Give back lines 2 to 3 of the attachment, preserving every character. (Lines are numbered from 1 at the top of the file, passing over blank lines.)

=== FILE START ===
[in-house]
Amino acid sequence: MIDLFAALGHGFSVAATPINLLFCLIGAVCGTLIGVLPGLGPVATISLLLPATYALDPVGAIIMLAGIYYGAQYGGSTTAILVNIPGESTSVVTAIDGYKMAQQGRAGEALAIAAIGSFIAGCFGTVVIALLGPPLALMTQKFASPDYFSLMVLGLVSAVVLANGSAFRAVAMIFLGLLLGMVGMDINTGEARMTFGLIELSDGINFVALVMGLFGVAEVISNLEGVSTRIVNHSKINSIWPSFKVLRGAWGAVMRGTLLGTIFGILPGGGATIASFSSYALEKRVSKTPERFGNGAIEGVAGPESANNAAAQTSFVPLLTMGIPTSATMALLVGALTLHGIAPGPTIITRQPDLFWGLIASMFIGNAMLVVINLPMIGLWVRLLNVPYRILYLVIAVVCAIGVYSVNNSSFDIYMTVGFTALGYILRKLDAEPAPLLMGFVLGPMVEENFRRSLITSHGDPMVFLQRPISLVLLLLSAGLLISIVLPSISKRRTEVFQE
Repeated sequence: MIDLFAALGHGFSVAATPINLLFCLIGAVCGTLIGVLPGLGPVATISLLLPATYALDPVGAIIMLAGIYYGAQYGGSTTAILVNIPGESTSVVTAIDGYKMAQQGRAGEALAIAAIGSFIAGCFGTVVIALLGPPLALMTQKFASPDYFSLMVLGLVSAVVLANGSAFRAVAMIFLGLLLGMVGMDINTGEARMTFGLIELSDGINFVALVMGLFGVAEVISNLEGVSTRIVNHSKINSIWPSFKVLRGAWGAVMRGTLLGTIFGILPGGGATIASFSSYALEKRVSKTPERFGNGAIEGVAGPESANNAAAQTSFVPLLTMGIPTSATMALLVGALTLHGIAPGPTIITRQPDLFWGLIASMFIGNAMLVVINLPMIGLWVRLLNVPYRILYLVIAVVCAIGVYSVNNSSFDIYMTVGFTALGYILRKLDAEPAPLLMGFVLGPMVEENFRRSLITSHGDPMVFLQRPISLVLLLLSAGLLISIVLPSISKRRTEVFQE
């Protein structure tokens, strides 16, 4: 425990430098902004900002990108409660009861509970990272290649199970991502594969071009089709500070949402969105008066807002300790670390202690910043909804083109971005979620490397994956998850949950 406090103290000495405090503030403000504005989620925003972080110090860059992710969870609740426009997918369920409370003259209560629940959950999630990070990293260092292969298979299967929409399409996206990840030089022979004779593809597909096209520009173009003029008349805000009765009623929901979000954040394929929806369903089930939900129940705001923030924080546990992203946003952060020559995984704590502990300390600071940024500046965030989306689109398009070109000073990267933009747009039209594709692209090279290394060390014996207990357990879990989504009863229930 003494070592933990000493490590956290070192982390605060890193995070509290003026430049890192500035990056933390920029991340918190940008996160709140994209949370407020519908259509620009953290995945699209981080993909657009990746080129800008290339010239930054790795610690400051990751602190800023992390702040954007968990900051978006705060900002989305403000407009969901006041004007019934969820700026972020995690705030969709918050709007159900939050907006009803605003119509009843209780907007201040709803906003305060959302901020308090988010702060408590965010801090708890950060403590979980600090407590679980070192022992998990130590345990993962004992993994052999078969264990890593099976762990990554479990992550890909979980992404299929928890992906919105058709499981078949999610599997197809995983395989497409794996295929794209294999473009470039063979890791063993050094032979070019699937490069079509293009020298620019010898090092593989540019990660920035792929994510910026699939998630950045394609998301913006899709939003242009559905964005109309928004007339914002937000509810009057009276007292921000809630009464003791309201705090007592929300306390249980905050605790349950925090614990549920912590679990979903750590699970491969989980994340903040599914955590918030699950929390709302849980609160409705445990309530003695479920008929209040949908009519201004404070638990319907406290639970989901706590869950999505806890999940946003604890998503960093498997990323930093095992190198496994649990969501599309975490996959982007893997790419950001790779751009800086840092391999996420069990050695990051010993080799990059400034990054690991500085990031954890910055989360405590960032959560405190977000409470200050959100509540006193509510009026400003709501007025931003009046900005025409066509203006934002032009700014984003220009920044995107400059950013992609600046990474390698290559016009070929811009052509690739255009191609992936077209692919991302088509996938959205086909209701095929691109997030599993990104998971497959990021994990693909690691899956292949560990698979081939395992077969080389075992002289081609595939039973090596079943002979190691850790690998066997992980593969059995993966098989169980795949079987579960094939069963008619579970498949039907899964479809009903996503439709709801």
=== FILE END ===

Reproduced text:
Amino acid sequence: MIDLFAALGHGFSVAATPINLLFCLIGAVCGTLIGVLPGLGPVATISLLLPATYALDPVGAIIMLAGIYYGAQYGGSTTAILVNIPGESTSVVTAIDGYKMAQQGRAGEALAIAAIGSFIAGCFGTVVIALLGPPLALMTQKFASPDYFSLMVLGLVSAVVLANGSAFRAVAMIFLGLLLGMVGMDINTGEARMTFGLIELSDGINFVALVMGLFGVAEVISNLEGVSTRIVNHSKINSIWPSFKVLRGAWGAVMRGTLLGTIFGILPGGGATIASFSSYALEKRVSKTPERFGNGAIEGVAGPESANNAAAQTSFVPLLTMGIPTSATMALLVGALTLHGIAPGPTIITRQPDLFWGLIASMFIGNAMLVVINLPMIGLWVRLLNVPYRILYLVIAVVCAIGVYSVNNSSFDIYMTVGFTALGYILRKLDAEPAPLLMGFVLGPMVEENFRRSLITSHGDPMVFLQRPISLVLLLLSAGLLISIVLPSISKRRTEVFQE
Repeated sequence: MIDLFAALGHGFSVAATPINLLFCLIGAVCGTLIGVLPGLGPVATISLLLPATYALDPVGAIIMLAGIYYGAQYGGSTTAILVNIPGESTSVVTAIDGYKMAQQGRAGEALAIAAIGSFIAGCFGTVVIALLGPPLALMTQKFASPDYFSLMVLGLVSAVVLANGSAFRAVAMIFLGLLLGMVGMDINTGEARMTFGLIELSDGINFVALVMGLFGVAEVISNLEGVSTRIVNHSKINSIWPSFKVLRGAWGAVMRGTLLGTIFGILPGGGATIASFSSYALEKRVSKTPERFGNGAIEGVAGPESANNAAAQTSFVPLLTMGIPTSATMALLVGALTLHGIAPGPTIITRQPDLFWGLIASMFIGNAMLVVINLPMIGLWVRLLNVPYRILYLVIAVVCAIGVYSVNNSSFDIYMTVGFTALGYILRKLDAEPAPLLMGFVLGPMVEENFRRSLITSHGDPMVFLQRPISLVLLLLSAGLLISIVLPSISKRRTEVFQE